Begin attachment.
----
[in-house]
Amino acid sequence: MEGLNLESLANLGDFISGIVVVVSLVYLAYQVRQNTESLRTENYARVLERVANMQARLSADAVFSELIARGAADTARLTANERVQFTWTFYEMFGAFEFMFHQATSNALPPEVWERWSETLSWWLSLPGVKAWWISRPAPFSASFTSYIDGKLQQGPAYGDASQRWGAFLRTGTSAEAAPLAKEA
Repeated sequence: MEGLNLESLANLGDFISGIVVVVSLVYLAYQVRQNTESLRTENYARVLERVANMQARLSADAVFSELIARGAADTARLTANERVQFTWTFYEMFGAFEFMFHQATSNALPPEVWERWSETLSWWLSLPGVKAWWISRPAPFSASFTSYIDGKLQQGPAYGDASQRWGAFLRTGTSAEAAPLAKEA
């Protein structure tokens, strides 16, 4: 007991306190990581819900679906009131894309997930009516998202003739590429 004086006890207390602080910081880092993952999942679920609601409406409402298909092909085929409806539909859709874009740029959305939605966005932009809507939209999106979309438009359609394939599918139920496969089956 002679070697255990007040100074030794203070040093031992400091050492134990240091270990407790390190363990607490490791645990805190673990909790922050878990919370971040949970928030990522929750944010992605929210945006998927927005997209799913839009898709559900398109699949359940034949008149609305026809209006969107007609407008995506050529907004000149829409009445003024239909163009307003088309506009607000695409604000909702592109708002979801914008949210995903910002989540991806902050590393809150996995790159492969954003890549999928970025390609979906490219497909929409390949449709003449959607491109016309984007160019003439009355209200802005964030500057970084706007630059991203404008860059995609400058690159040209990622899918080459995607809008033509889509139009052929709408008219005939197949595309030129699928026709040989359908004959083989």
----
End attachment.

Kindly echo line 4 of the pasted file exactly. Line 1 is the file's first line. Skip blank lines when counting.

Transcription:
């Protein structure tokens, strides 16, 4: 007991306190990581819900679906009131894309997930009516998202003739590429 004086006890207390602080910081880092993952999942679920609601409406409402298909092909085929409806539909859709874009740029959305939605966005932009809507939209999106979309438009359609394939599918139920496969089956 002679070697255990007040100074030794203070040093031992400091050492134990240091270990407790390190363990607490490791645990805190673990909790922050878990919370971040949970928030990522929750944010992605929210945006998927927005997209799913839009898709559900398109699949359940034949008149609305026809209006969107007609407008995506050529907004000149829409009445003024239909163009307003088309506009607000695409604000909702592109708002979801914008949210995903910002989540991806902050590393809150996995790159492969954003890549999928970025390609979906490219497909929409390949449709003449959607491109016309984007160019003439009355209200802005964030500057970084706007630059991203404008860059995609400058690159040209990622899918080459995607809008033509889509139009052929709408008219005939197949595309030129699928026709040989359908004959083989």